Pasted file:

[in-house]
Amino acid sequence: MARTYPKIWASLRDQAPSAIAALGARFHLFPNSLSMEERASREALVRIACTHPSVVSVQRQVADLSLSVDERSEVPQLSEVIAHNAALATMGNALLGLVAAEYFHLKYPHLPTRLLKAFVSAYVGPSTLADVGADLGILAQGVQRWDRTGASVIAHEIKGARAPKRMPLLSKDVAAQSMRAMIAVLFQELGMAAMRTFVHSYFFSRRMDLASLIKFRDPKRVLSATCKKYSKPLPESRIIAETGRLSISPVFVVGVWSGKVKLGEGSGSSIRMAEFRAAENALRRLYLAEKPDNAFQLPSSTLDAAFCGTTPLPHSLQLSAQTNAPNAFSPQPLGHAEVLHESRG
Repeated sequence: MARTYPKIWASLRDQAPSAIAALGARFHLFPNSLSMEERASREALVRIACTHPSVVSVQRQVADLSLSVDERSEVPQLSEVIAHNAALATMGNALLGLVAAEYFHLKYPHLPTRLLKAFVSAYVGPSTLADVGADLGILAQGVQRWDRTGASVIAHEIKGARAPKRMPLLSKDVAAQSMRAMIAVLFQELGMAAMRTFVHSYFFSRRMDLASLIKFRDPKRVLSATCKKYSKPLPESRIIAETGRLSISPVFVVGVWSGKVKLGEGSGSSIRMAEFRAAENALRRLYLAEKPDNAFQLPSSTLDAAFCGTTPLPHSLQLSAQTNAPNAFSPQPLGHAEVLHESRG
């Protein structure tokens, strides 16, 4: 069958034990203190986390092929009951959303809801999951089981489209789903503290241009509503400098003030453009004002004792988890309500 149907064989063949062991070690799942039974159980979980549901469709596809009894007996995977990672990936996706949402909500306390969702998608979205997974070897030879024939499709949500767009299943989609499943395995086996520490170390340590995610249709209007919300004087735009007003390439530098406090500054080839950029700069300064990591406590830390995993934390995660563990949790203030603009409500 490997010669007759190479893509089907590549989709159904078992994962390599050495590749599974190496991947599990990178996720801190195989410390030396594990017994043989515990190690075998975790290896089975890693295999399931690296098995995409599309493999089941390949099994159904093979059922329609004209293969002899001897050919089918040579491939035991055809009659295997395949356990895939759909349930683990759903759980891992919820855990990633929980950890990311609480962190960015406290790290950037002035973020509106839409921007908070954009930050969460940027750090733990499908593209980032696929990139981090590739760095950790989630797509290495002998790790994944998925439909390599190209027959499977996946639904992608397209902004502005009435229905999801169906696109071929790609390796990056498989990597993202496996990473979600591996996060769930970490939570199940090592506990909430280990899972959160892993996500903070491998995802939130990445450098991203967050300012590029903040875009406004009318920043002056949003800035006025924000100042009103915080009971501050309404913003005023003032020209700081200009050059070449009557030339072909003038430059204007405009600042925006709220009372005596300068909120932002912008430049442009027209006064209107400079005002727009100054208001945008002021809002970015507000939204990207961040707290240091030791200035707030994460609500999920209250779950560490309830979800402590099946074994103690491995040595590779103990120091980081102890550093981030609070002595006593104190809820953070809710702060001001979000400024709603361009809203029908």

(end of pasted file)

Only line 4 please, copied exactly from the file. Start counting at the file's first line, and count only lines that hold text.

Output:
């Protein structure tokens, strides 16, 4: 069958034990203190986390092929009951959303809801999951089981489209789903503290241009509503400098003030453009004002004792988890309500 149907064989063949062991070690799942039974159980979980549901469709596809009894007996995977990672990936996706949402909500306390969702998608979205997974070897030879024939499709949500767009299943989609499943395995086996520490170390340590995610249709209007919300004087735009007003390439530098406090500054080839950029700069300064990591406590830390995993934390995660563990949790203030603009409500 490997010669007759190479893509089907590549989709159904078992994962390599050495590749599974190496991947599990990178996720801190195989410390030396594990017994043989515990190690075998975790290896089975890693295999399931690296098995995409599309493999089941390949099994159904093979059922329609004209293969002899001897050919089918040579491939035991055809009659295997395949356990895939759909349930683990759903759980891992919820855990990633929980950890990311609480962190960015406290790290950037002035973020509106839409921007908070954009930050969460940027750090733990499908593209980032696929990139981090590739760095950790989630797509290495002998790790994944998925439909390599190209027959499977996946639904992608397209902004502005009435229905999801169906696109071929790609390796990056498989990597993202496996990473979600591996996060769930970490939570199940090592506990909430280990899972959160892993996500903070491998995802939130990445450098991203967050300012590029903040875009406004009318920043002056949003800035006025924000100042009103915080009971501050309404913003005023003032020209700081200009050059070449009557030339072909003038430059204007405009600042925006709220009372005596300068909120932002912008430049442009027209006064209107400079005002727009100054208001945008002021809002970015507000939204990207961040707290240091030791200035707030994460609500999920209250779950560490309830979800402590099946074994103690491995040595590779103990120091980081102890550093981030609070002595006593104190809820953070809710702060001001979000400024709603361009809203029908």